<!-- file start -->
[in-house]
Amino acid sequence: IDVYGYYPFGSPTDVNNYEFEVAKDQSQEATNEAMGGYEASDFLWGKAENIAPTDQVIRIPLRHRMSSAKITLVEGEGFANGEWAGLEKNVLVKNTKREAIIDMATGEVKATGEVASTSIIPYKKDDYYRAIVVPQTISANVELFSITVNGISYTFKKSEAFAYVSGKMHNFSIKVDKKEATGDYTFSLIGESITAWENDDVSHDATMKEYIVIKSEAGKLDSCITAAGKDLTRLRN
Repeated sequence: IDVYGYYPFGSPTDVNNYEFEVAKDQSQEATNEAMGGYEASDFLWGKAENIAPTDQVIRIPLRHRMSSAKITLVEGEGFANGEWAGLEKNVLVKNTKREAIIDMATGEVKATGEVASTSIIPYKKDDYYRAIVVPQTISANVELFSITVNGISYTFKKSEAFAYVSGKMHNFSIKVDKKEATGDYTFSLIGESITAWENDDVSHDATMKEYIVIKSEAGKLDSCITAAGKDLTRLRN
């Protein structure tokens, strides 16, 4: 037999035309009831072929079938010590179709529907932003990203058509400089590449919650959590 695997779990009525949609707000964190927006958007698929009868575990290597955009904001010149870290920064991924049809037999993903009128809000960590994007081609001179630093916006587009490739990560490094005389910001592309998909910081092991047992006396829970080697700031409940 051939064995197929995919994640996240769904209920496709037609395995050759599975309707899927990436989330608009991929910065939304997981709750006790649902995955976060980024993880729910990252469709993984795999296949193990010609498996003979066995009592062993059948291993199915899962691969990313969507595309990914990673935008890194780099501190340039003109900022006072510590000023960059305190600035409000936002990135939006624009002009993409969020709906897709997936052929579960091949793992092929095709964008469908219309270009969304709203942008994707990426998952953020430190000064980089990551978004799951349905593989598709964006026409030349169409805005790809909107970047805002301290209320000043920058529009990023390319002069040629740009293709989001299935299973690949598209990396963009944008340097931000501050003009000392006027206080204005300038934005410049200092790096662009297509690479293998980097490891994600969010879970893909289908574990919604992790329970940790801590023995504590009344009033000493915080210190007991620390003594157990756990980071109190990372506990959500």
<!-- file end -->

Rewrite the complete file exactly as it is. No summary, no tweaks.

[in-house]
Amino acid sequence: IDVYGYYPFGSPTDVNNYEFEVAKDQSQEATNEAMGGYEASDFLWGKAENIAPTDQVIRIPLRHRMSSAKITLVEGEGFANGEWAGLEKNVLVKNTKREAIIDMATGEVKATGEVASTSIIPYKKDDYYRAIVVPQTISANVELFSITVNGISYTFKKSEAFAYVSGKMHNFSIKVDKKEATGDYTFSLIGESITAWENDDVSHDATMKEYIVIKSEAGKLDSCITAAGKDLTRLRN
Repeated sequence: IDVYGYYPFGSPTDVNNYEFEVAKDQSQEATNEAMGGYEASDFLWGKAENIAPTDQVIRIPLRHRMSSAKITLVEGEGFANGEWAGLEKNVLVKNTKREAIIDMATGEVKATGEVASTSIIPYKKDDYYRAIVVPQTISANVELFSITVNGISYTFKKSEAFAYVSGKMHNFSIKVDKKEATGDYTFSLIGESITAWENDDVSHDATMKEYIVIKSEAGKLDSCITAAGKDLTRLRN
């Protein structure tokens, strides 16, 4: 037999035309009831072929079938010590179709529907932003990203058509400089590449919650959590 695997779990009525949609707000964190927006958007698929009868575990290597955009904001010149870290920064991924049809037999993903009128809000960590994007081609001179630093916006587009490739990560490094005389910001592309998909910081092991047992006396829970080697700031409940 051939064995197929995919994640996240769904209920496709037609395995050759599975309707899927990436989330608009991929910065939304997981709750006790649902995955976060980024993880729910990252469709993984795999296949193990010609498996003979066995009592062993059948291993199915899962691969990313969507595309990914990673935008890194780099501190340039003109900022006072510590000023960059305190600035409000936002990135939006624009002009993409969020709906897709997936052929579960091949793992092929095709964008469908219309270009969304709203942008994707990426998952953020430190000064980089990551978004799951349905593989598709964006026409030349169409805005790809909107970047805002301290209320000043920058529009990023390319002069040629740009293709989001299935299973690949598209990396963009944008340097931000501050003009000392006027206080204005300038934005410049200092790096662009297509690479293998980097490891994600969010879970893909289908574990919604992790329970940790801590023995504590009344009033000493915080210190007991620390003594157990756990980071109190990372506990959500």